Friday, January 30, 2015

Ear infections/ to treat or not to treat

Please see updated post 6/2016
Ear infections are among the most frequent reasons for a visit to the pediatricians office. It feels like I am long overdue for addressing this issue in a blog post.

As opposed to an otitis externa (also known as swimmer's ear) where the outside of the ear is red and sore, an otitis media (a middle ear infection) is not visible from the outside. One of the biggest challenges is knowing if your child has an ear infection or not. 

Technology is changing, but at present, unless you actually have an instrument at home you will likely need to bring your child in for an exam if you are suspicious.
At the end of this post is some information about CellScope, an app that gives you the ability to check out your child's ears at home.

If they are old enough, they may simply tell you that their ear hurts. Keep in mind that some kids complain about fluid in the ear or pressure; it isn't always an infection.
 If they are still young and non-verbal, they may be extra fussy (especially when going to sleep) feverish or tugging at their ear. Many kids wake up more than usual at night. Most of the time kids are congested. Sometimes vomiting can be associated with ear infections.
Some kids seem like their balance is off. Others seem like they are having trouble hearing (I know, all of our kids can seem deaf when we are telling them something they don't care to hear.)

Other kids don't let you know at all. We have had patients in the office for a well child exam and have been caught by surprise when a routine ear check revealed a raging infection.  I have also seen ear infections go from 'zero to sixty' in no time flat. A child with a perfectly normal ear exam one day can have a horrible ear infection the next.
Most of the time, an infection in the middle ear (the space behind the eardrum) accompanies a common cold, the flu, or other types of respiratory infections. This is because the middle ear is connected to the upper respiratory tract by a tiny channel known as the eustachian tube. Germs that are growing in the nose or sinus cavities can climb up the eustachian tube and enter the middle ear. Children's eustachian tubes are smaller and more level than those of an adult. This means it is harder for them to drain well and easier to get blocked up with even mild swelling. Because of these drainage issues, when kids are congested, they also may have fluid in their ear (serous otitis). This is why I am more suspicious about a possible ear infection in a child who has a cold. What may start out as a virus can turn into something bacterial. That fluid is the perfect medium for bacteria to grow. I compare it to a stagnant pond just waiting for the mosquitoes to breed.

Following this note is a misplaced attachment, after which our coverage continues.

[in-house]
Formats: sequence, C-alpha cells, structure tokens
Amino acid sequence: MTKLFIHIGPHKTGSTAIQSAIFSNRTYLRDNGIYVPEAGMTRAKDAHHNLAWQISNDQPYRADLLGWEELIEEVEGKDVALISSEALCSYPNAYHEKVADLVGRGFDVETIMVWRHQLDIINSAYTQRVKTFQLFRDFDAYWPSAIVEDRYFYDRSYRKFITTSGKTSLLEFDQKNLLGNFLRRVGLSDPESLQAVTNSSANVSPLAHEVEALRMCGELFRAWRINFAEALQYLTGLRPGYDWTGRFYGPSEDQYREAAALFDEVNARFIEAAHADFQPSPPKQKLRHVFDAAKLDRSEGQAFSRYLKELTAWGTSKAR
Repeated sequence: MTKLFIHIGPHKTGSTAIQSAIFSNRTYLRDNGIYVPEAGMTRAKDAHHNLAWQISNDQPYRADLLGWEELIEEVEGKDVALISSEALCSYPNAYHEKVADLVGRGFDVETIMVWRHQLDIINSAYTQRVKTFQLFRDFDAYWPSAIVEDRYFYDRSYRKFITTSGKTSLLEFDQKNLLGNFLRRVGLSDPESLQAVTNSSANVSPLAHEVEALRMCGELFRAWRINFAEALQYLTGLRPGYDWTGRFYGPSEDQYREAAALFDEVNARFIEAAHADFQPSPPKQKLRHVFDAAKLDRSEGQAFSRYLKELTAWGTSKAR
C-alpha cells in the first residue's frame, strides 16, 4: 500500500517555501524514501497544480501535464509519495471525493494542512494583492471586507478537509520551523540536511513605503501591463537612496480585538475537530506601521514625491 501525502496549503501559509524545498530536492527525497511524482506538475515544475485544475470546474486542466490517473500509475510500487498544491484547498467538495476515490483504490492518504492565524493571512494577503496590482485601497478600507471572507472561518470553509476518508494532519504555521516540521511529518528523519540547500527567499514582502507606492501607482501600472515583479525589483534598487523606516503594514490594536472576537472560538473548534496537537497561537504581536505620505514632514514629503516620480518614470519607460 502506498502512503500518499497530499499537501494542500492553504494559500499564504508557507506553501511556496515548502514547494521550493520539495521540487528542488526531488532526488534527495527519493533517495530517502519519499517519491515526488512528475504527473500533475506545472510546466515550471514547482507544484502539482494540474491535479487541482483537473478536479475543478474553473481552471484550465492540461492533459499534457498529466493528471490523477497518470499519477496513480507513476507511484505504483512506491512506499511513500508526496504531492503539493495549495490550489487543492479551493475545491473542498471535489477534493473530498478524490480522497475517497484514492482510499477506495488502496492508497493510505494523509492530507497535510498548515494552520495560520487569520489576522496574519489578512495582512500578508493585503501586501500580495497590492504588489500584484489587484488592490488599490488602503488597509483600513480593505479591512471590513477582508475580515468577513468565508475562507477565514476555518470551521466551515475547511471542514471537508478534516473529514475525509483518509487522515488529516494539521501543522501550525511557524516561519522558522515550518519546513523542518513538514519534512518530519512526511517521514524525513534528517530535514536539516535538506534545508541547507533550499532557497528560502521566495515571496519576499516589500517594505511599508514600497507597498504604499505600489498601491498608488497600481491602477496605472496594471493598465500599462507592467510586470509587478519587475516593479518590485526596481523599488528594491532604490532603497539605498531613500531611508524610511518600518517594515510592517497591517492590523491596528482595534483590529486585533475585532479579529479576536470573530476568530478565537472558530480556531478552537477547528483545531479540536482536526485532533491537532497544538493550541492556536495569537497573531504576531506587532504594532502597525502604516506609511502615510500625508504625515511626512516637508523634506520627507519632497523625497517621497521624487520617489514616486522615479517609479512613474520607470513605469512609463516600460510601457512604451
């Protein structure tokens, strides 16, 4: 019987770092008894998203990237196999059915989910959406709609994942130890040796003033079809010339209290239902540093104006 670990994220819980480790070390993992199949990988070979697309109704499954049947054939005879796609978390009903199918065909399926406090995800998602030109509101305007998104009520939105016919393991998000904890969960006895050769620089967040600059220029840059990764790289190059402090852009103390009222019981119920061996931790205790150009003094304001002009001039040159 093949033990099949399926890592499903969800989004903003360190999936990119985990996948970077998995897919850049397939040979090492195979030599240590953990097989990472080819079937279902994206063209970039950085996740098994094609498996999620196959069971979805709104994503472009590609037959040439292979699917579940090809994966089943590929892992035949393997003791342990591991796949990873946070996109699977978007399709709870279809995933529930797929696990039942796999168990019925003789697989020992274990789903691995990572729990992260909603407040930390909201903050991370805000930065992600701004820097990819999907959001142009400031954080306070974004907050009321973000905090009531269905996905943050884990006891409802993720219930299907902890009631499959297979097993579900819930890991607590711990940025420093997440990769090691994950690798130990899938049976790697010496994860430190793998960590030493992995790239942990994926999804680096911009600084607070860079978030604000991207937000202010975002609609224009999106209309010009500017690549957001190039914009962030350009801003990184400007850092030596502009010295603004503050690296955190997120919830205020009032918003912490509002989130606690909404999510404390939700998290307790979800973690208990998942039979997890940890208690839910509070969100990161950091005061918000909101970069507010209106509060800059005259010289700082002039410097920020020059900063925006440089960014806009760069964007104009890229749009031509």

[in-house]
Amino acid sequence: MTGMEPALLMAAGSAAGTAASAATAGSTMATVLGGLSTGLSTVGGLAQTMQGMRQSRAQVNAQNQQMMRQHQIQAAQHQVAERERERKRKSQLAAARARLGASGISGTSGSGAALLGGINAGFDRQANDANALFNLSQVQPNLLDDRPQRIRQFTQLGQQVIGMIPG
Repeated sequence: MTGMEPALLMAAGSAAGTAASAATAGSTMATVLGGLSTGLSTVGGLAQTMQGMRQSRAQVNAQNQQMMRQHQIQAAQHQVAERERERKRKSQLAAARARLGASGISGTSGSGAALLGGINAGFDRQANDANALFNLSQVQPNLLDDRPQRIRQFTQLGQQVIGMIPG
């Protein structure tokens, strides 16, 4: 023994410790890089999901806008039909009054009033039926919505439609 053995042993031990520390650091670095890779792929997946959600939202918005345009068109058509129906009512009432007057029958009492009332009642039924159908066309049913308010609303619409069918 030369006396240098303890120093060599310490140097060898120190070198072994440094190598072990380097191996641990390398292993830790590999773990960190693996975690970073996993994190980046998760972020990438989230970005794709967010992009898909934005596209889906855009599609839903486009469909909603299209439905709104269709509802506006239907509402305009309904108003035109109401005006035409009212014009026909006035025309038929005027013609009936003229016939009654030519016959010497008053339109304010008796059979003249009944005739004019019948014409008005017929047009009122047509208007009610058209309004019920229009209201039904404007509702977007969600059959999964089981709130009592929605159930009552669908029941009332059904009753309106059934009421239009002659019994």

Kids with chronic serous otitis who get one infection after another will usually end up at the ENT doc who may put some tubes in the ear to help them drain. Melissa Wilson, Doctor of Audiology at Sound Speech and Hearing, adds that tubes are also put in to address the hearing loss that often accompanies middle ear fluid. Fluid build-up often causes a hearing loss on the order of 30-40 decibels. Average speech is about 60 decibels. So having fluid is like listening with your fingers plugging up your ears. Everything your child hears is muffled and over time, this can impact their speech and language development, and for the school-aged children this can cause issues with listening in the classroom and academics.

By the way, when kids have goopy eyes, many times they also have an otitis, which is why we may bring them in to check out the eyes and the ears rather than just giving eye drops over the phone.
Just because your child is tugging at their ear does not mean they have an infection. Some kids do it as a habit when they are tired. Others do it when they are teething (especially upper teeth.)  It can be a clue though that is worth paying attention to, especially if it accompanies any other symptoms. I realized after the fact that I had ignored my daughter Lauren's first ear infection for more than a week when she was fairly young. Looking back at videos you can see the poor kid simply grabbing at her ear constantly. This was long, long ago prior to my Noe Valley Pediatrics job. I was working at UCSF with complicated surgical cases and thoughts of an ear infection didn't even cross my mind.

If your child is diagnosed with an ear infection, chances are we will give you a prescription for antibiotics. If your child is miserable and feverish, it makes sense to treat it. If the eardrum is bulging and looks like the membrane may rupture, the doctor will advise you that you should absolutely go ahead with the medication regardless of how your child is acting.